In an ideal world, the claim process is fair and straightforward, with the at-fault driver’s insurance company ultimately providing every bit of the crucial coverage you need to deal with your injury. In reality, it’s important to remember that insurance companies are businesses first and foremost and that their main goal is always to maximize profits and minimize losses—even, sometimes, if that means engaging in bad faith practices such as trying to get you to unknowingly accept some degree of fault. This is one reason why consulting with a lawyer is absolutely crucial before engaging in any communication, giving any testimony, or delivering/signing any deposition related to your accident or claim.
Even under a lawyer’s guidance and representation, there are many situations where insurance claim negotiations break down: an unreasonably low settlement offer, disagreement over liability or details of the accident, and other complications, to name a few. Should this happen in your case, you’ll likely proceed with a formal injury lawsuit. This term refers to the entire legal process that begins with the filing of a Statement of Claim, includes different phases such as Discovery Examinations and further negotiations, and culminates with the court when necessary.
What about settling outside of court?
In almost all cases, settling your personal injury lawsuit before going to court is the goal. If, at any phase of litigation, both parties agree on a deal to settle, settlement papers are drawn up and signed, and the process ends. In fact, the main purpose of all pre-trial steps, including those listed below, is to arrive at a settlement and avoid a long, costly trial:
- Investigation – You and your legal team gather information and begin to build your case.
- Pre-filing negotiations – Present the evidence you’ve gathered thus far in an attempt to settle before officially filing.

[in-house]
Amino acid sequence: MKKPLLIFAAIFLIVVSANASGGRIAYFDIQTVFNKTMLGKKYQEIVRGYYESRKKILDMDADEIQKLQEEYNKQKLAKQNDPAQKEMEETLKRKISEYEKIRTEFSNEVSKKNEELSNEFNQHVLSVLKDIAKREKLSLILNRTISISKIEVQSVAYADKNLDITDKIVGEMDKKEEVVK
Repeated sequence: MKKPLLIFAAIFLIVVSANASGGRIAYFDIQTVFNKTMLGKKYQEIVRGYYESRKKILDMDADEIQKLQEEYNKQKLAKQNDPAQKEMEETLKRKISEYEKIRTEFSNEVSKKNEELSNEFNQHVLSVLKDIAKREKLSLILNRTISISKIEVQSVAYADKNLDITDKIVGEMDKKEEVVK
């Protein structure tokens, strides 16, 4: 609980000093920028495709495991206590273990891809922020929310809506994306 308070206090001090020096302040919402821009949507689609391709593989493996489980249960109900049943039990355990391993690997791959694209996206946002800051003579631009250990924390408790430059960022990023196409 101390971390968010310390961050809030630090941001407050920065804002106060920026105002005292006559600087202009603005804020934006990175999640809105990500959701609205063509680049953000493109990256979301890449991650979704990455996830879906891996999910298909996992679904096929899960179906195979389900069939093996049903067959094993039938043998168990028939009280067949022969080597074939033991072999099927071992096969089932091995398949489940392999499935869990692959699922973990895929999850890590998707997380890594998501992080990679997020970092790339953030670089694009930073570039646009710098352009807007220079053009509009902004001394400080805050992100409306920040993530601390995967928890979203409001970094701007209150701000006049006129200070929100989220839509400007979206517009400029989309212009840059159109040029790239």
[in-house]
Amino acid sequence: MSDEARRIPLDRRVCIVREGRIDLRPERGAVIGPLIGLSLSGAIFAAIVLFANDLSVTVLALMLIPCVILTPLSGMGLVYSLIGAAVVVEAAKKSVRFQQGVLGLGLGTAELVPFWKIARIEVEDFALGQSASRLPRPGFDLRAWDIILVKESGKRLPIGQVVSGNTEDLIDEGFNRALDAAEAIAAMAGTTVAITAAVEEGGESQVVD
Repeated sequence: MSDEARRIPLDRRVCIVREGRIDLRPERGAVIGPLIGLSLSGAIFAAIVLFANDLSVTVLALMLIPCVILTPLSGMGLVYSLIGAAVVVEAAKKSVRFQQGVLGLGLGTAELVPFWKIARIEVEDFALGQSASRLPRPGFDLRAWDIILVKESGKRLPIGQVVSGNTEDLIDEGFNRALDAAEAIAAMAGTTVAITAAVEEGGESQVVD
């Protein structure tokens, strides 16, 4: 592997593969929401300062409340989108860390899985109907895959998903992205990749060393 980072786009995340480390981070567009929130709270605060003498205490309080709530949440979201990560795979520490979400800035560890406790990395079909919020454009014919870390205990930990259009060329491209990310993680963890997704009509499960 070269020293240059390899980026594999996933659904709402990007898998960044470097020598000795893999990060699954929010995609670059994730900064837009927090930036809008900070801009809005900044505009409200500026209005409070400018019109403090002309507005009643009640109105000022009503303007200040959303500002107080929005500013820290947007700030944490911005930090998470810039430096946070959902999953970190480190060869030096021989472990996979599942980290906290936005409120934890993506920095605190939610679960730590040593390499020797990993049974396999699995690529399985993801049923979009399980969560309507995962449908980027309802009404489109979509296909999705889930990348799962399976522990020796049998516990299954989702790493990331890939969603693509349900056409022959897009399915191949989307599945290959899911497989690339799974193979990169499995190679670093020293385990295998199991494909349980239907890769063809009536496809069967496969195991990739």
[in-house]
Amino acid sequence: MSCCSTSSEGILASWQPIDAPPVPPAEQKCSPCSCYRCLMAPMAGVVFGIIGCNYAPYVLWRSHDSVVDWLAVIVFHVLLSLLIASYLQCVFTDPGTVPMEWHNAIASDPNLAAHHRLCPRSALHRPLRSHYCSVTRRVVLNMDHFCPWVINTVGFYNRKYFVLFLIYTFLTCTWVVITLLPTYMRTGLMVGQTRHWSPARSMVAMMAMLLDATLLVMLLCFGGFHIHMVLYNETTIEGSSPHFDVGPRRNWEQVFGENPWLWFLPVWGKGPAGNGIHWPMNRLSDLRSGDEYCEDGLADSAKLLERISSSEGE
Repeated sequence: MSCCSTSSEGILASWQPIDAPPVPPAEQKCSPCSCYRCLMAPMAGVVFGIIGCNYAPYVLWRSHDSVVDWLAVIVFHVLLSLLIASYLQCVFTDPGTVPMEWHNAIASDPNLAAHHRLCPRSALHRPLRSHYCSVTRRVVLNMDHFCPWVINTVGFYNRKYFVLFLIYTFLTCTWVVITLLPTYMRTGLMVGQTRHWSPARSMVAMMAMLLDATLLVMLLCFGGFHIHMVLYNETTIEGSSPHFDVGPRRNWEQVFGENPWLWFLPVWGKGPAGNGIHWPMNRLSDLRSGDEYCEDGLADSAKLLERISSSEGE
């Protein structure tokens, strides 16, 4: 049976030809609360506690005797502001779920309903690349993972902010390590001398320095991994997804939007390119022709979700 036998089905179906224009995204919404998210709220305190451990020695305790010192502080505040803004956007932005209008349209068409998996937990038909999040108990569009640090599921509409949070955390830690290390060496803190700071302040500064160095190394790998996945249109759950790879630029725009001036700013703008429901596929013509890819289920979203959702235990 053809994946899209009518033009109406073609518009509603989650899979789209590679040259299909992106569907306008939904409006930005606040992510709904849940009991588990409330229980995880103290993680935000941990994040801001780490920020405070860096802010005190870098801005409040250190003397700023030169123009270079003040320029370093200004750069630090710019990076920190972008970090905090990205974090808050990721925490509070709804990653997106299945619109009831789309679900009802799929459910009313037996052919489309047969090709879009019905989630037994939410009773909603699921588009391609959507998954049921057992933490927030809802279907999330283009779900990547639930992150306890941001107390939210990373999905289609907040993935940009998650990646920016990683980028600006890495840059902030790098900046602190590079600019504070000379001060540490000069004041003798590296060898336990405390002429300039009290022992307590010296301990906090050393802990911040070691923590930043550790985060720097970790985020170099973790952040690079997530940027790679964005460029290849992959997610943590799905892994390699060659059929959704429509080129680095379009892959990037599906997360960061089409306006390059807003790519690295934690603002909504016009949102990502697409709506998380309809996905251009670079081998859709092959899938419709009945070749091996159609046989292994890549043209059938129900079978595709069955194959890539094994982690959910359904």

- Statement of Claim – Formally filing a lawsuit. The defendant (the other party) will be served the notice and will be required to respond.
- Statement of Defence – The defendant’s response indicating their intent to defend the Claim.
- Discovery Examinations – Also known as depositions, this is a stage at which all parties involved exchange the evidence they have compiled, again attempting to understand each side’s case and arrive at a settlement.
- Mediation – An additional effort to settle, this time facilitated by a neutral third party. This process is required in all injury cases before the court provides a trial date.
What can I expect if my case does go to court?
If all attempts at resolving your case out of court are fruitless, you’ll move on to the final phase: trial. In a trial, both parties argue their full cases in front of a judge and/or jury, presenting all physical evidence compiled and calling upon witnesses to provide their accounts, specialists to offer their own expertise, and ultimately, you—the plaintiff—and often people close to you to take the stand and testify about the effects and damages your injury has caused. Eventually, the jury, under instruction from the judge, deliberates and reaches a verdict. The outcome will be a determination of fault or percentage of fault, liability, and compensation.
Going to court is a long, expensive and arduous process and should be avoided if at all possible. No matter what—and especially if your case ends up in a trial—you need a lawyer you can trust to help with your personal injury claim every step of the way. Book a free consultation with the team at Chadi & Company today: call (780) 429-2300 or contact us online.